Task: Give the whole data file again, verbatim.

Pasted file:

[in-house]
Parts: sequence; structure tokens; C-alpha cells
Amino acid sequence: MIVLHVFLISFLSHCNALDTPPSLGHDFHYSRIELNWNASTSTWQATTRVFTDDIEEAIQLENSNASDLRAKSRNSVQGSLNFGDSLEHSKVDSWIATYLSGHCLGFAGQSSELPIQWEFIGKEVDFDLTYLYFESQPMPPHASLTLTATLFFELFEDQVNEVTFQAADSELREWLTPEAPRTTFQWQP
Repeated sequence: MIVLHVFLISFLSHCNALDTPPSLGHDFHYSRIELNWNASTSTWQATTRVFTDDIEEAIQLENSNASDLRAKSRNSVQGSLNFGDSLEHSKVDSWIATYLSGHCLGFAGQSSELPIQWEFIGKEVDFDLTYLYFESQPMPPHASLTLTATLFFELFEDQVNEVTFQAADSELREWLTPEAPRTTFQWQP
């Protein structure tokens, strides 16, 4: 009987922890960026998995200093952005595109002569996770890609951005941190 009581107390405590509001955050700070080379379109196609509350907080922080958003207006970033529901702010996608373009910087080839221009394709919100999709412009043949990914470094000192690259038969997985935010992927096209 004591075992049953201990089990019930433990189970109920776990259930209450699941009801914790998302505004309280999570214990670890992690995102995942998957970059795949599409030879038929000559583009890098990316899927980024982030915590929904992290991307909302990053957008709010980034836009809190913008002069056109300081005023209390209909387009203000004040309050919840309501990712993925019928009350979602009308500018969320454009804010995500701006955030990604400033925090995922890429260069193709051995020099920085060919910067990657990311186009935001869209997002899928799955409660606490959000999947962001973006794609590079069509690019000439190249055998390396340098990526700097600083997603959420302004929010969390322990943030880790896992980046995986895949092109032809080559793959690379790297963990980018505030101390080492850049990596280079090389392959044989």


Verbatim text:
[in-house]
Parts: sequence; structure tokens; C-alpha cells
Amino acid sequence: MIVLHVFLISFLSHCNALDTPPSLGHDFHYSRIELNWNASTSTWQATTRVFTDDIEEAIQLENSNASDLRAKSRNSVQGSLNFGDSLEHSKVDSWIATYLSGHCLGFAGQSSELPIQWEFIGKEVDFDLTYLYFESQPMPPHASLTLTATLFFELFEDQVNEVTFQAADSELREWLTPEAPRTTFQWQP
Repeated sequence: MIVLHVFLISFLSHCNALDTPPSLGHDFHYSRIELNWNASTSTWQATTRVFTDDIEEAIQLENSNASDLRAKSRNSVQGSLNFGDSLEHSKVDSWIATYLSGHCLGFAGQSSELPIQWEFIGKEVDFDLTYLYFESQPMPPHASLTLTATLFFELFEDQVNEVTFQAADSELREWLTPEAPRTTFQWQP
């Protein structure tokens, strides 16, 4: 009987922890960026998995200093952005595109002569996770890609951005941190 009581107390405590509001955050700070080379379109196609509350907080922080958003207006970033529901702010996608373009910087080839221009394709919100999709412009043949990914470094000192690259038969997985935010992927096209 004591075992049953201990089990019930433990189970109920776990259930209450699941009801914790998302505004309280999570214990670890992690995102995942998957970059795949599409030879038929000559583009890098990316899927980024982030915590929904992290991307909302990053957008709010980034836009809190913008002069056109300081005023209390209909387009203000004040309050919840309501990712993925019928009350979602009308500018969320454009804010995500701006955030990604400033925090995922890429260069193709051995020099920085060919910067990657990311186009935001869209997002899928799955409660606490959000999947962001973006794609590079069509690019000439190249055998390396340098990526700097600083997603959420302004929010969390322990943030880790896992980046995986895949092109032809080559793959690379790297963990980018505030101390080492850049990596280079090389392959044989």